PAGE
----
The Health News Australia February 24 2018

  • According to a new research paper, a child’s growth and development is affected by its parents’ health and lifestyle from adolescence.  Published in the journal Nature, researchers at the Murdoch Children’s Research Institute say young women and men can carry lifestyle and health risks from adolescence into pregnancy, from as early as their 20s or 30s.
  • A study of Melbourne cancer patients has found a positive association between regular soft drink consumption and an increased risk of developing cancer. According to a new study, people who regularly consume at least 1 soft drink a day, no matter the size of their waist, could be at increased risk of cancer. According to the research, the more sugary soft drinks participants drank the higher their risk of cancer.
  • A person has died after ­contracting a rare illness similar to mad cow disease. Queensland Health was ­notified of the confirmed case of Creutzfeldt-Jakob disease (CJD) last month. There is no cure for CJD, a rapidly progressive and fatal neurodegenerative human prion disease.

News on Health Professional Radio. Today is the 24th of February 2018. Read by Tabetha Moreto.

https://www.sbs.com.au/news/early-lifestyle-choices-affect-pregnancy

According to a new research paper, a child’s growth and development is affected by its parents’ health and lifestyle from adolescence.  Published in the journal Nature, researchers at the Murdoch Children’s Research Institute say young women and men can carry lifestyle and health risks from adolescence into pregnancy, from as early as their twenties or thirties.

They argue that starting baby health programs during pregnancy is “too late” and have called for greater investment in health programs for teens to secure the health of future generations.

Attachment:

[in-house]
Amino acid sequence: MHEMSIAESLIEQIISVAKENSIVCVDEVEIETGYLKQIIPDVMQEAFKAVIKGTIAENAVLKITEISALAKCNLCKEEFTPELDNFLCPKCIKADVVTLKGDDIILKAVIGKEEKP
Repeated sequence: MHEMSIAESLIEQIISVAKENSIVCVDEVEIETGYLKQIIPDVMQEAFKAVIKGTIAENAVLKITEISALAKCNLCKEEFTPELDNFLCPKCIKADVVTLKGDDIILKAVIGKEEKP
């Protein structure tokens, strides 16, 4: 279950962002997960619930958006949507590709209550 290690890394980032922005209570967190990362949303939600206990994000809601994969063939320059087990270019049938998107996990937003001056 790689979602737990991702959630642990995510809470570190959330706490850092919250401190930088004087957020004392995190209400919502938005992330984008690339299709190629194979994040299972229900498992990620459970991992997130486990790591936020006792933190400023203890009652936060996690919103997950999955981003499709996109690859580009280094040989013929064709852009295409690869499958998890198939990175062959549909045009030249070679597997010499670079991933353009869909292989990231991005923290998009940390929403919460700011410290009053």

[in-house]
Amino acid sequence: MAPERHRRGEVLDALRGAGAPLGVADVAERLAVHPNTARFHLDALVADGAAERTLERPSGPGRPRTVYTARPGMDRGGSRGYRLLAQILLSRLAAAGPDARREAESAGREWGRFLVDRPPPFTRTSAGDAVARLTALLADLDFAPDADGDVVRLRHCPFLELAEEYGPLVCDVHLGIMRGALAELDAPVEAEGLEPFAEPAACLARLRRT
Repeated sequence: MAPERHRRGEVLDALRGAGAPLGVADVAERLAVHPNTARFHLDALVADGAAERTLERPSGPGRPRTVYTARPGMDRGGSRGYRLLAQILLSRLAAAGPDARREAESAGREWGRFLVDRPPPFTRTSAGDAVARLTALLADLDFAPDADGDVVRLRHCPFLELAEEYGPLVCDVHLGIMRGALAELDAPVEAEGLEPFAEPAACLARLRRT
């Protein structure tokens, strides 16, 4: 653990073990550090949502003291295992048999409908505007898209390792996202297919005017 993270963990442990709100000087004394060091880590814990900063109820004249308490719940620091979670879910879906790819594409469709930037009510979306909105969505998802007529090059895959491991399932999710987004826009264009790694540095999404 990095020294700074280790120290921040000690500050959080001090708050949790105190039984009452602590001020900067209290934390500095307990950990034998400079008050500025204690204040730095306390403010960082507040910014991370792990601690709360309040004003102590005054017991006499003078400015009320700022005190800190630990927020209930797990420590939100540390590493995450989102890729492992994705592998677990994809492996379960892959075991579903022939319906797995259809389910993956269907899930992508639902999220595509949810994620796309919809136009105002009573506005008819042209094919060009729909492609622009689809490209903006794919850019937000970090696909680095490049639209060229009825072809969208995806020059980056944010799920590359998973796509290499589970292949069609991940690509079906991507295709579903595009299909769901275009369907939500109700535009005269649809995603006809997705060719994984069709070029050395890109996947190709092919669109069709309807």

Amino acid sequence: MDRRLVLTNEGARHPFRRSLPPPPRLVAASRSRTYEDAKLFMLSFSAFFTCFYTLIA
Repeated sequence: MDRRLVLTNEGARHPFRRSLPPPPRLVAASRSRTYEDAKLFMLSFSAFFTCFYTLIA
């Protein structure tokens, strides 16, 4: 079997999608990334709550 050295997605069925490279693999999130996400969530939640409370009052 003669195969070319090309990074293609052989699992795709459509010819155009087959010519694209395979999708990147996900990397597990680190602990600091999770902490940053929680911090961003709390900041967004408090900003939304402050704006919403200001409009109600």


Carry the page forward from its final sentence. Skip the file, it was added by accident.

Lead author, Professor George Patton, says tackling the areas of obesity, mental health and substance abuse is essential. Professor Patton said: “The first one thousand days of a child’s life are crucially important, but that is too late to be taking action. Current policies to promote the best possible start to life in Australia, along with most other countries, are starting too late.”
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The paper considers data from about two hundred countries and from more than one hundred forty recent studies in the research field of epigenetics – the study of changes in gene expression caused by the environment.

It considered mechanisms other than genes for how health and growth was transmitted between generations, including changes in a father’s sperm or a mother’s ovum, maternal influences around the time of conception and in later pregnancy, and parenting in the first two years after birth. One of the three main areas the researchers call for earlier action on is mental health. Obesity and substance abuse are also very important.

https://healthtimes.com.au/hub/nutrition-and-hydration/42/news/aap/study-shows-drinking-soft-drink-linked-to-cancer-risk/3193/